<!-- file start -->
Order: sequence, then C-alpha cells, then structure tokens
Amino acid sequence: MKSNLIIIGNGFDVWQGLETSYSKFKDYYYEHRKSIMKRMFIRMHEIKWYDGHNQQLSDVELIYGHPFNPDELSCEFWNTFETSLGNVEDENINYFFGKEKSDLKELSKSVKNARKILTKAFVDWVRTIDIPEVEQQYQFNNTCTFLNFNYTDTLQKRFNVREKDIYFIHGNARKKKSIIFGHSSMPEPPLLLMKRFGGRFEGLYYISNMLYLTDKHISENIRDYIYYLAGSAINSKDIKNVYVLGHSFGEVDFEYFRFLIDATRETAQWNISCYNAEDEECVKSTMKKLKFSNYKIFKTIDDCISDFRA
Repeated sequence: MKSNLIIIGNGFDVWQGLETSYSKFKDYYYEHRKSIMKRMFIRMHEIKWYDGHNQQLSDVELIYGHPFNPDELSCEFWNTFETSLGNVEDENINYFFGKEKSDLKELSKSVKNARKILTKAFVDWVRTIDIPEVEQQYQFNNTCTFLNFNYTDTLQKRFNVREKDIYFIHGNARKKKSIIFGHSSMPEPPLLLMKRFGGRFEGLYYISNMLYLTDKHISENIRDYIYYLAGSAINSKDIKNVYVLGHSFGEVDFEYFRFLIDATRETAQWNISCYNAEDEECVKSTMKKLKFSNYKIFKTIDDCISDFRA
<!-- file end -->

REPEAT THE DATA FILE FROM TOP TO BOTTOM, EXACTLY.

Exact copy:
Order: sequence, then C-alpha cells, then structure tokens
Amino acid sequence: MKSNLIIIGNGFDVWQGLETSYSKFKDYYYEHRKSIMKRMFIRMHEIKWYDGHNQQLSDVELIYGHPFNPDELSCEFWNTFETSLGNVEDENINYFFGKEKSDLKELSKSVKNARKILTKAFVDWVRTIDIPEVEQQYQFNNTCTFLNFNYTDTLQKRFNVREKDIYFIHGNARKKKSIIFGHSSMPEPPLLLMKRFGGRFEGLYYISNMLYLTDKHISENIRDYIYYLAGSAINSKDIKNVYVLGHSFGEVDFEYFRFLIDATRETAQWNISCYNAEDEECVKSTMKKLKFSNYKIFKTIDDCISDFRA
Repeated sequence: MKSNLIIIGNGFDVWQGLETSYSKFKDYYYEHRKSIMKRMFIRMHEIKWYDGHNQQLSDVELIYGHPFNPDELSCEFWNTFETSLGNVEDENINYFFGKEKSDLKELSKSVKNARKILTKAFVDWVRTIDIPEVEQQYQFNNTCTFLNFNYTDTLQKRFNVREKDIYFIHGNARKKKSIIFGHSSMPEPPLLLMKRFGGRFEGLYYISNMLYLTDKHISENIRDYIYYLAGSAINSKDIKNVYVLGHSFGEVDFEYFRFLIDATRETAQWNISCYNAEDEECVKSTMKKLKFSNYKIFKTIDDCISDFRA